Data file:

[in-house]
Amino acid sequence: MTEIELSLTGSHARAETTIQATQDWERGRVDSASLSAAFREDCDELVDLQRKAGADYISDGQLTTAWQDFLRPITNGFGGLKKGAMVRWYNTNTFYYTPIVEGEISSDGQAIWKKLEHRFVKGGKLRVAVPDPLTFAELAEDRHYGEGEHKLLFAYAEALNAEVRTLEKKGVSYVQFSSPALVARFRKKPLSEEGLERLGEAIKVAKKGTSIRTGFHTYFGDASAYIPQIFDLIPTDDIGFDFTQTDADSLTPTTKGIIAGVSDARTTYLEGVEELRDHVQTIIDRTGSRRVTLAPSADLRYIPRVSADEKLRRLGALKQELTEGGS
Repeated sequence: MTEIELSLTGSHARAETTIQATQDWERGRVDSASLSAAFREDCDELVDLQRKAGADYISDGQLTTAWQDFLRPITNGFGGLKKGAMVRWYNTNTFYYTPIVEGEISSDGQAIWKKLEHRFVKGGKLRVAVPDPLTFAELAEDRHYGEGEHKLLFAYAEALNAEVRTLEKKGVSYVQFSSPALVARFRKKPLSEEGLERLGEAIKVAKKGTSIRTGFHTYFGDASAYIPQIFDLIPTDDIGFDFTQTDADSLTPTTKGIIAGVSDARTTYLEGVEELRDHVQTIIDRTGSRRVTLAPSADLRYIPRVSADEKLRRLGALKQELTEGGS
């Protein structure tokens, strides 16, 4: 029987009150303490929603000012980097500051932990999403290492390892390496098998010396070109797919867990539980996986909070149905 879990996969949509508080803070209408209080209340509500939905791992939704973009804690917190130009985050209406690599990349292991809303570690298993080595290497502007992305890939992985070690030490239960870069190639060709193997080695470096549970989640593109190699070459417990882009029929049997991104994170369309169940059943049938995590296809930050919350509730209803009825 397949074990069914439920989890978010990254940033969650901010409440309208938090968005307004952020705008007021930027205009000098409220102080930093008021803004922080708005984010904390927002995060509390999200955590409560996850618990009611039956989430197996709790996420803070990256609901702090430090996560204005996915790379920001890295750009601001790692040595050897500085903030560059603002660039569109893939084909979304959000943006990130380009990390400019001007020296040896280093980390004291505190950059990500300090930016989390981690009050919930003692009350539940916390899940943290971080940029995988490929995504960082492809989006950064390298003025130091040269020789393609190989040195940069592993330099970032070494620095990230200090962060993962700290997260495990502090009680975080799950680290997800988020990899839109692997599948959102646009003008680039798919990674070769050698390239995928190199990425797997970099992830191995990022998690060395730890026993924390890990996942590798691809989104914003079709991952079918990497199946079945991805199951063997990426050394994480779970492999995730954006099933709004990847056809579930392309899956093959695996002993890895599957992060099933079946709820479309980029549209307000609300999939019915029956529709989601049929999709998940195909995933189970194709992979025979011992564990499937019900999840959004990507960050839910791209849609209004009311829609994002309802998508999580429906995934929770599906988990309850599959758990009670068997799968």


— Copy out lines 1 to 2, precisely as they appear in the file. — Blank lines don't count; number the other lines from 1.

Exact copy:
[in-house]
Amino acid sequence: MTEIELSLTGSHARAETTIQATQDWERGRVDSASLSAAFREDCDELVDLQRKAGADYISDGQLTTAWQDFLRPITNGFGGLKKGAMVRWYNTNTFYYTPIVEGEISSDGQAIWKKLEHRFVKGGKLRVAVPDPLTFAELAEDRHYGEGEHKLLFAYAEALNAEVRTLEKKGVSYVQFSSPALVARFRKKPLSEEGLERLGEAIKVAKKGTSIRTGFHTYFGDASAYIPQIFDLIPTDDIGFDFTQTDADSLTPTTKGIIAGVSDARTTYLEGVEELRDHVQTIIDRTGSRRVTLAPSADLRYIPRVSADEKLRRLGALKQELTEGGS